Advisors, while experts in their clients’ eyes, may not be best suited to manage portfolios on their clients’ behalf, suggests new research from Cerulli Associates.
In the May issue of The Cerulli Edge – U.S. Edition, Cerulli looked at portfolios that are advisor-controlled compared to home-office packaged portfolios — and found that packaged portfolios frequently outperform their advisor-driven counterparts.
“When compared with portfolios that are advisor-controlled and client discretionary, packaged portfolios generate stronger returns,” Frederick Pickering, data analyst at Cerulli, said in a statement. “Cerulli believes this performance results from a combination of selecting superior managers and staying invested during market downturns and recoveries.”
According to Cerulli’s research, from the period 1Q 2010 – 4Q 2014, portfolios constructed by home-office teams outperformed those constructed by advisors and their clients. During this time period, $100,000 invested in a packaged home-office portfolio grew to $136,700, whereas a portfolio of the same amount with advisor involvement grew to $133,745 in a hybrid portfolio or $133,550 in an open portfolio.
Cerulli defines “packaged portfolios” as managed accounts that are put together by broker-dealer home offices. All decision-making responsibilities are relayed to central research committees, and advisors and clients do not have the ability to adjust asset allocations or change managers.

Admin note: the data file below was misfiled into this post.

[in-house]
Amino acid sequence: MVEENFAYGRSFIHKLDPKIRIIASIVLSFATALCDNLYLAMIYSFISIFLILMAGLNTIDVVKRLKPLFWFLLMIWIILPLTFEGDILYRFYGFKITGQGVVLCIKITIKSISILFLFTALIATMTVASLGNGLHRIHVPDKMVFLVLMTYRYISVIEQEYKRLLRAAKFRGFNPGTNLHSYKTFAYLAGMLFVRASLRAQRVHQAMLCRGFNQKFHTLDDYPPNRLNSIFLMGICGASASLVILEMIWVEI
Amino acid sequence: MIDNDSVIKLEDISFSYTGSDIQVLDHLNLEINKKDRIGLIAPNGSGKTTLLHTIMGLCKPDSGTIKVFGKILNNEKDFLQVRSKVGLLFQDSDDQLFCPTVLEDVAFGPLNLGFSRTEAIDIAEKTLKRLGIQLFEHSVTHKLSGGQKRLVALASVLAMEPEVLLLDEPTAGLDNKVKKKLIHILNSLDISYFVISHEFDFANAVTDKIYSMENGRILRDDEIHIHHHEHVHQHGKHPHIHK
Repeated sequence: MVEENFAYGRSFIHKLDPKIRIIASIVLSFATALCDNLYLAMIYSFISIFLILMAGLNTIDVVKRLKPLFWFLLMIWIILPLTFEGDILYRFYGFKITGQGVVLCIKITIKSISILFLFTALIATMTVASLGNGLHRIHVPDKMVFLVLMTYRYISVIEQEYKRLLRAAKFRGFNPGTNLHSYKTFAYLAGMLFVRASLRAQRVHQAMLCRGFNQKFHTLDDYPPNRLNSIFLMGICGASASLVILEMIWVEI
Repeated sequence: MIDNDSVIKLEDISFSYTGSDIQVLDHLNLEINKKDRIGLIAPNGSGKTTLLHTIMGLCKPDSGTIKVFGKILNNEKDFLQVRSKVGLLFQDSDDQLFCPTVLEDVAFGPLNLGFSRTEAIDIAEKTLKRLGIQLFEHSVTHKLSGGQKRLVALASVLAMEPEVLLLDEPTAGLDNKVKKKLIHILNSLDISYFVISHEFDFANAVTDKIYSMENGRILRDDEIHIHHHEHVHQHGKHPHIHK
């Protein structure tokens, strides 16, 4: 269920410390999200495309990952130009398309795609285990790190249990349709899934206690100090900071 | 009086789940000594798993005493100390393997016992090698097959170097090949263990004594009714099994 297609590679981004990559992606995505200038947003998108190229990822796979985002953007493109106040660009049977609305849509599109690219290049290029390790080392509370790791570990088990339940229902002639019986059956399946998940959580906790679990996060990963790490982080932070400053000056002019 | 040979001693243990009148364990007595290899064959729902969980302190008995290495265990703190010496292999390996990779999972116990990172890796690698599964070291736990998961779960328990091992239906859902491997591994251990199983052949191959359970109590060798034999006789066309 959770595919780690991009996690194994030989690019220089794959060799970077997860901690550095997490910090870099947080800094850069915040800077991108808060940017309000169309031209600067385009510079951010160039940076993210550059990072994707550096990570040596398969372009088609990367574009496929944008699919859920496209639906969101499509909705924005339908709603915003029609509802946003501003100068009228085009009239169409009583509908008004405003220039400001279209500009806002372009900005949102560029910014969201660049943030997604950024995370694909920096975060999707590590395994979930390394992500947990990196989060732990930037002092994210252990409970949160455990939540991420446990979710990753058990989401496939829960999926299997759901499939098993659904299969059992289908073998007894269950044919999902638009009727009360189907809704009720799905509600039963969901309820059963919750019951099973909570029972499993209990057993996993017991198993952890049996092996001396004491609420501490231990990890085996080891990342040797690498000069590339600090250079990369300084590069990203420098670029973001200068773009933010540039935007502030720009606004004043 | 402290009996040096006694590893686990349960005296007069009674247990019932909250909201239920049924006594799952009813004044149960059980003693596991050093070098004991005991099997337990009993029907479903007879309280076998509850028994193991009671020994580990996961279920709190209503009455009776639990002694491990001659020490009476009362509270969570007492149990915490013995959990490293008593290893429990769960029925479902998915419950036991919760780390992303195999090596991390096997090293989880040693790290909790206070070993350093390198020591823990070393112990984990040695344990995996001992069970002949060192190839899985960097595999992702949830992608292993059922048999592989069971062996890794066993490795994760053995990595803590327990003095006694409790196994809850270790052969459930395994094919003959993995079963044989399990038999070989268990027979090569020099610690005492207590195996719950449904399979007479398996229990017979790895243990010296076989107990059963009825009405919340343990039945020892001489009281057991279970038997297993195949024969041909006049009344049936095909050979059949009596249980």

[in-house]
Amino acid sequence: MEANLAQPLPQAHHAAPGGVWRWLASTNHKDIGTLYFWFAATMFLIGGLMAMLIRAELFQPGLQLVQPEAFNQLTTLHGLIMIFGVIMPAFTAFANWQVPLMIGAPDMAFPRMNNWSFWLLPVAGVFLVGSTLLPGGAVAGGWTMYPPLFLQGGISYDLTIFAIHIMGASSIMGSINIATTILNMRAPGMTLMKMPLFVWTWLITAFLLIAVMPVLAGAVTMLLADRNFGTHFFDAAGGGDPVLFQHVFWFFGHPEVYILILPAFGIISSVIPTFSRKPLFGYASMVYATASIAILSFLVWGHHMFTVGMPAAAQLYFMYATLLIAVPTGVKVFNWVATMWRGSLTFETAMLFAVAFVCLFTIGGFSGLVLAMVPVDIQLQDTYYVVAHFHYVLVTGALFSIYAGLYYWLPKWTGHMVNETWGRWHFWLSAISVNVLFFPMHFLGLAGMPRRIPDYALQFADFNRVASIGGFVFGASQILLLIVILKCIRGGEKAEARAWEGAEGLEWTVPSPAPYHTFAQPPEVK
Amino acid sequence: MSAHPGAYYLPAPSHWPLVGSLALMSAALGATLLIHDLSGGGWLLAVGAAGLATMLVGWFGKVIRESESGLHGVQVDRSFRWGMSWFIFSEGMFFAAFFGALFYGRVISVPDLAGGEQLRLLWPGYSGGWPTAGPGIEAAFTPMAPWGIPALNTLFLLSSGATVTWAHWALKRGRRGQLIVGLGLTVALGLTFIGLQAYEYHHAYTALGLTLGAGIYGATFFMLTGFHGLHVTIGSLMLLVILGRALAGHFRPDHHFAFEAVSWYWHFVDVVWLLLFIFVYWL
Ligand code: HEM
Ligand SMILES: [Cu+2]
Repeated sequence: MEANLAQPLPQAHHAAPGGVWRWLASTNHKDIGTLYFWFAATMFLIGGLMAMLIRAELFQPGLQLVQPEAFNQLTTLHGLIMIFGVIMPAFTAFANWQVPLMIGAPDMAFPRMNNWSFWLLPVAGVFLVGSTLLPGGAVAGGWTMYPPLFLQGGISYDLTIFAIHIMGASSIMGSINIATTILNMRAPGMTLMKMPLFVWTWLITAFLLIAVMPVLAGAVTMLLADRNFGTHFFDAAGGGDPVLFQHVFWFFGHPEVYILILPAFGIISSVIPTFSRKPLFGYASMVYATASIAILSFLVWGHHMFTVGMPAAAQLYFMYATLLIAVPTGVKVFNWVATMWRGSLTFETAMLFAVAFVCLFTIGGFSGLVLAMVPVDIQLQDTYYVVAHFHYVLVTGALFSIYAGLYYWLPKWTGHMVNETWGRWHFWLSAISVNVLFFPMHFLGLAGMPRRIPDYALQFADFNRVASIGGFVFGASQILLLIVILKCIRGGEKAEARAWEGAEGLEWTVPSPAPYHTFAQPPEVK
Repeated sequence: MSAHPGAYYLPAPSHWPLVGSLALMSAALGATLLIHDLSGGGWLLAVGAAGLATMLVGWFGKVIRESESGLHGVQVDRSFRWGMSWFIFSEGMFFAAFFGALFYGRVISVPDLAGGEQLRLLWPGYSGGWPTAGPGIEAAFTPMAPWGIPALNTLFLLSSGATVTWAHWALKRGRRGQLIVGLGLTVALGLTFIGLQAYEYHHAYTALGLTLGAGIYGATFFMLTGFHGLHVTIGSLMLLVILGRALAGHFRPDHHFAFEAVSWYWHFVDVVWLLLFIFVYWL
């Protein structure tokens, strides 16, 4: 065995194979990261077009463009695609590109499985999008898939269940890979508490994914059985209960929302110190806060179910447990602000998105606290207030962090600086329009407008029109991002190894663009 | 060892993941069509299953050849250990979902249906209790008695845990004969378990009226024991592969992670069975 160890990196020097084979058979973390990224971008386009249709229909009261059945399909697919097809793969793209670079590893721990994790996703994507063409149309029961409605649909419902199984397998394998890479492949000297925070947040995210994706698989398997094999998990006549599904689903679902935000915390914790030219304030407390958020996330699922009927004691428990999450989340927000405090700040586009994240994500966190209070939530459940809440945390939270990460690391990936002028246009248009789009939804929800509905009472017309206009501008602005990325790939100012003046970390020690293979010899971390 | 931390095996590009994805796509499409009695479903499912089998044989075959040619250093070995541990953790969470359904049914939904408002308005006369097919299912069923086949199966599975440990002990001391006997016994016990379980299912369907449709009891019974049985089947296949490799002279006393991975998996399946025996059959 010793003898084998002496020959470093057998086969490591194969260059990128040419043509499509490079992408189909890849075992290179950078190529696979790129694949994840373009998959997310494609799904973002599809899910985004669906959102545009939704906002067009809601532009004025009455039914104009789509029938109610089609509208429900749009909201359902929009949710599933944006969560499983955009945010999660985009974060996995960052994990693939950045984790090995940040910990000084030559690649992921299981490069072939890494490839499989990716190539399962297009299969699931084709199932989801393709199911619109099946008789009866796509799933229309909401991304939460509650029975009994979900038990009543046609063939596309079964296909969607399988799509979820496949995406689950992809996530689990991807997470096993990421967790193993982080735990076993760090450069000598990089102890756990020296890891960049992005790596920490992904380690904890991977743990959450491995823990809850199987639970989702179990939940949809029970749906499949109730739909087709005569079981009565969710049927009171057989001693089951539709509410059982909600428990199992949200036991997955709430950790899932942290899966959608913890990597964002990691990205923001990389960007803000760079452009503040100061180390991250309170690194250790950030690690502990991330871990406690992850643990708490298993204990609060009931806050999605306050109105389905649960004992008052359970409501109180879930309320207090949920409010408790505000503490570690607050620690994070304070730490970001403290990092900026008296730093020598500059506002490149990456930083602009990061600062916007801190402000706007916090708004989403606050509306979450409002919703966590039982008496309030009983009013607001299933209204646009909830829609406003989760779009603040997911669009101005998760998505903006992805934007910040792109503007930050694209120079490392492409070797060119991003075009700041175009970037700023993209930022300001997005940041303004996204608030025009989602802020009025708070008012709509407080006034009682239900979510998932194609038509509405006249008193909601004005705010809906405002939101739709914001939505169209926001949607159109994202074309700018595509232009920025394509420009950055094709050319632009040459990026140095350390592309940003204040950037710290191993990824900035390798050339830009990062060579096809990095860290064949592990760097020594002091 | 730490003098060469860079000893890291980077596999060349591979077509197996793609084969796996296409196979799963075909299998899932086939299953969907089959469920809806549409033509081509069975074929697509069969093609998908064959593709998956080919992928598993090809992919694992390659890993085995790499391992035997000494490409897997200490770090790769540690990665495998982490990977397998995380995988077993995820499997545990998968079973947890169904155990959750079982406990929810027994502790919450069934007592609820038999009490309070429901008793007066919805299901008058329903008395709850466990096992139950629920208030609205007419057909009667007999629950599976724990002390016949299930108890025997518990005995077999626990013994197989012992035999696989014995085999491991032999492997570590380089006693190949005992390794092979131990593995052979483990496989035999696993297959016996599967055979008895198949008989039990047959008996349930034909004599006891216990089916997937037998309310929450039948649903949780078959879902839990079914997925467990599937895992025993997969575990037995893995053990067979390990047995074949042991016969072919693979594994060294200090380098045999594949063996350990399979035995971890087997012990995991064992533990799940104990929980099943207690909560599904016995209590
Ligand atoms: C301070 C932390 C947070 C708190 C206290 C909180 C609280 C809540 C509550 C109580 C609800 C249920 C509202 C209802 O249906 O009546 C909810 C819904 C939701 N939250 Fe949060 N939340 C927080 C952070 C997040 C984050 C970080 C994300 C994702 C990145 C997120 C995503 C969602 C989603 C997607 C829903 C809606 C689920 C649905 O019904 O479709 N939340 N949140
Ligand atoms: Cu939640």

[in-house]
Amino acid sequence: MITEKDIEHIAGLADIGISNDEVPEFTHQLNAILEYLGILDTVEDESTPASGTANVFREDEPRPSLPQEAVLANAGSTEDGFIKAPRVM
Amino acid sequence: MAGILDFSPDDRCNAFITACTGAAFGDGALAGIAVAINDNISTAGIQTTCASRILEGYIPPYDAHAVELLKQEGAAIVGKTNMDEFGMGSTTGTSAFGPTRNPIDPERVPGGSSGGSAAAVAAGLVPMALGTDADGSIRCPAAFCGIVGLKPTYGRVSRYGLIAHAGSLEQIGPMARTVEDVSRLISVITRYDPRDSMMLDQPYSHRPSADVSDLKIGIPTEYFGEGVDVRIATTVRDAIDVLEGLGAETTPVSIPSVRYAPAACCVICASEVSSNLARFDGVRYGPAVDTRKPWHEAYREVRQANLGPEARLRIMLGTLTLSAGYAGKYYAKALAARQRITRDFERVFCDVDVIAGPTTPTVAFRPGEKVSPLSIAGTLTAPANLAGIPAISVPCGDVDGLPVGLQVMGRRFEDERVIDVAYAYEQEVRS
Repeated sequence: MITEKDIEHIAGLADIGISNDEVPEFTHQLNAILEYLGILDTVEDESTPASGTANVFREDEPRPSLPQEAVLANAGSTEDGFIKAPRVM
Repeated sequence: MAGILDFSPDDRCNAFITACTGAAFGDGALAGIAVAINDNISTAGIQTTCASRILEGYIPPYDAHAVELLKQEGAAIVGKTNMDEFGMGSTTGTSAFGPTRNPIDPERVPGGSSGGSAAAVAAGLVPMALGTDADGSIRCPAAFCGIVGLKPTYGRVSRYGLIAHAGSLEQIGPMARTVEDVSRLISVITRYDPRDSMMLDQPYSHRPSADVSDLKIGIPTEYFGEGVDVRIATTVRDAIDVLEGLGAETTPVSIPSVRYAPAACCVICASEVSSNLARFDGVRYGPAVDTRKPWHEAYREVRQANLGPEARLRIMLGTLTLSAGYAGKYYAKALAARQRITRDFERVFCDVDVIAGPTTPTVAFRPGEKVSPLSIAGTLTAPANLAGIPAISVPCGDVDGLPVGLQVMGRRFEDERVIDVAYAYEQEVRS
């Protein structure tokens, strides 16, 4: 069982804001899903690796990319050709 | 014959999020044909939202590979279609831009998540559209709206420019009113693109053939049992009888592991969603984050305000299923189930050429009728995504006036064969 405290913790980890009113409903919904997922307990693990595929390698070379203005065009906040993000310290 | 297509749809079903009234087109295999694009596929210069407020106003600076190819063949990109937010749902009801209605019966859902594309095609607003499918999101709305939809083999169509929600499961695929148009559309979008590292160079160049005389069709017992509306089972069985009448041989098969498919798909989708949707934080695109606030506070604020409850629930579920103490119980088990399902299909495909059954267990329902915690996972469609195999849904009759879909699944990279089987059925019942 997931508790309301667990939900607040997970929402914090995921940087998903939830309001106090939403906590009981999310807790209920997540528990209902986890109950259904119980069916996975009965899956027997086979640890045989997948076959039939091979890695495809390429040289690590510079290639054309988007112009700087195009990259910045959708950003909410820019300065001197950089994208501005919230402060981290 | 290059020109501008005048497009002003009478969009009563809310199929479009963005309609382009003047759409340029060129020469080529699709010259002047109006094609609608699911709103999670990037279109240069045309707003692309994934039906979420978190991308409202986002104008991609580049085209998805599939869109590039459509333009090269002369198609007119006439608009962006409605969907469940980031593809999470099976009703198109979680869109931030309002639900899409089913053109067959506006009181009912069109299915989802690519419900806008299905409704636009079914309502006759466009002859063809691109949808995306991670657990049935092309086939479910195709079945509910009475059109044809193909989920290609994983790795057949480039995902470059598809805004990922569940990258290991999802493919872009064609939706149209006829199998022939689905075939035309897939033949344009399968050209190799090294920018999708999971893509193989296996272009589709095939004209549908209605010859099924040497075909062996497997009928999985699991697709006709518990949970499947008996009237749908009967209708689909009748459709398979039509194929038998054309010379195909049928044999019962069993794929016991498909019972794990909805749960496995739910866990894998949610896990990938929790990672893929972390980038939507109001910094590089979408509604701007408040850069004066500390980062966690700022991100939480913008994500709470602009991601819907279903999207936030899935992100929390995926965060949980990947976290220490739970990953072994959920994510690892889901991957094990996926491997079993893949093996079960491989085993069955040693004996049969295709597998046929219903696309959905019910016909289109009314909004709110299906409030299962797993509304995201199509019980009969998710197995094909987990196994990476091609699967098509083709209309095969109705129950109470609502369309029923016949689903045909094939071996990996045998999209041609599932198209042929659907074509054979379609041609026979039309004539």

Meanwhile, advisors have more flexibility in what Cerulli calls “hybrid” and “open” portfolios. Hybrid offerings allow advisors to populate centrally provided allocation models with funds and managers drawn typically from a select list. With open portfolios, advisors have the greatest degree of flexibility in building fee-based portfolios for clients.
Cerulli’s latest research also finds that home-office packaged portfolios have experienced significant growth over the last 10 years.
Home-office packaged assets under management have expanded at a 22.8% compound annual growth rate between 2005 and 2015. These platforms offer scalable advice for small-balance accounts, which, according to Cerulli, drive their growth.
Cerulli alludes that some of this growth may also be due to the number of digital advice firms such as Betterment, FutureAdvisor (acquired by BlackRock) and Jemstep (acquired by Invesco) that are partnering with advisors to deliver packaged offerings to low-balance accounts in a scalable way.
These platforms are heavily packaged, with asset allocation happening at the home office and manager selection consisting of grading exchange-traded funds by various factors, such as cost, liquidity and tracking error.